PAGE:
As methodical and orderly as I usually am, the way my ideas come to me is anything but organized. Most of my ideas for art projects come to me in bundles. It will usually start with a small observation, nothing that I’ll particularly think too hard about, but an observation nonetheless. It could be the way old paint is chipping off a door frame, or a peculiar smell emanating from my fridge.
Then, out of nowhere, that small observation pops back into my head later in the day and somehow my subconscious connects some dots buried deep within my brain (very scientific, I know) and WOOSH, the floodgates of ideas opens.
This happened to me on Sunday, and I want to use this event to walk you through my method of handling this information overload.
I typically reserve my Sunday afternoons for doing weekly chores, which includes laundry, groceries, cleaning, and cooking. As I grabbed my laundry detergent, I noticed how interesting the colorful patterns on the Tide Pods were. But it wasn’t until I opened my freezer to thaw out some tilapia filets that my mind made a connection between the delicate pattern on the filets and the bright colors of the detergent.
Thus, an idea for a new series of paintings was born. I had so many images popping up in my mind for compositions, and I knew that if I didn’t record my ideas right when then come to me then the memory of them will disappear. I dropped everything I was doing and grabbed a pad of paper.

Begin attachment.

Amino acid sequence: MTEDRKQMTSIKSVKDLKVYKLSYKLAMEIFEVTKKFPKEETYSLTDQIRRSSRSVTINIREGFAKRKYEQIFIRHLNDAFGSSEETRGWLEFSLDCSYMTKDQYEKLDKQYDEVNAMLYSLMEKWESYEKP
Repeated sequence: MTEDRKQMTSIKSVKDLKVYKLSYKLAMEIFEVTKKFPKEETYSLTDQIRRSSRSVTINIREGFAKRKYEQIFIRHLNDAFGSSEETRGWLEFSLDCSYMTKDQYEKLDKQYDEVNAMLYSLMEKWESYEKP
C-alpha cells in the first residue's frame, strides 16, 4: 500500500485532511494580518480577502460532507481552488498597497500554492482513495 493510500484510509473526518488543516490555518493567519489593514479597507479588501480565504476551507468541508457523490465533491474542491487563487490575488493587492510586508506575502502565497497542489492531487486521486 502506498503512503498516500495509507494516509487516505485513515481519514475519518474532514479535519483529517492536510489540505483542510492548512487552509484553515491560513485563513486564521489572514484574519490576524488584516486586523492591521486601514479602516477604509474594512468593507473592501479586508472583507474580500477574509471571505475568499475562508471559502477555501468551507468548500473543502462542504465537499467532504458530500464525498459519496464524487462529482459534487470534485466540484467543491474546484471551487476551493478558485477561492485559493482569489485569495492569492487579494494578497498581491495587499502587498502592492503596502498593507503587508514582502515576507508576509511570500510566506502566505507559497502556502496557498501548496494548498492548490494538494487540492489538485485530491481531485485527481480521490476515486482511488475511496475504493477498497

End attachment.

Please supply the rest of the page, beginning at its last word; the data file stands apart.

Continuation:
To facilitate the process of capturing my ideas, I always keep a small sketching bag handy near my desk with pencils, charcoals, pens, and markers. It’s so much easier having everything handy in one pouch when you want to collect ideas as quickly as possible since you don’t lose time searching through all your materials.
Then, I start putting my ideas on paper. I don’t care about getting any of the details right, because my only goal is to record the general mental pictures that come into my head as I have my “revelation.” If I think about something unusually specific but can’t quite draw out on the paper, I write it down on a sticky note and attach it to the sketches.
In this case, the colors and patterns brought kaleidoscope images to my brain, so that’s what came out in my sketches. Whether or not that’s what this series becomes, I’ll be glad I have this baseline to refer to. As of now, I want this to be a series of medium-sized abstract oil paintings with a strong reference to pattern.
But, as I was finally emptying my head of these images, I looked at the floor and noticed I had dropped a sock on the wood-patterned linoleum where a square of light from my window happened to be shining. And again, the idea bubble bursted and I knew I had to record this observation in my sketchbook. From this, I got the idea for another series of pieces of clothing painted against the floor.
From start to finish, only half an hour elapsed from the moment I held the laundry detergent to the moment I finished sketching the pair of shoes. But for some reason, after any one of these “idea” sessions occurs I feel completely drained, almost as if I had already completed all of these paintings in that time.
When it comes to art I value the ideas behind pieces above all else, so these moments of rushed excitement offer a mental high not replicated during any other stage of the art-making process.
Today’s post has offered a little glimpse into the workings of my mind and some of the art I’ll be sharing with you in the future, so if anything I hope this post encourages you to reflect on how you come up with your ideas, and feel free to share them in the comments!
Until next time,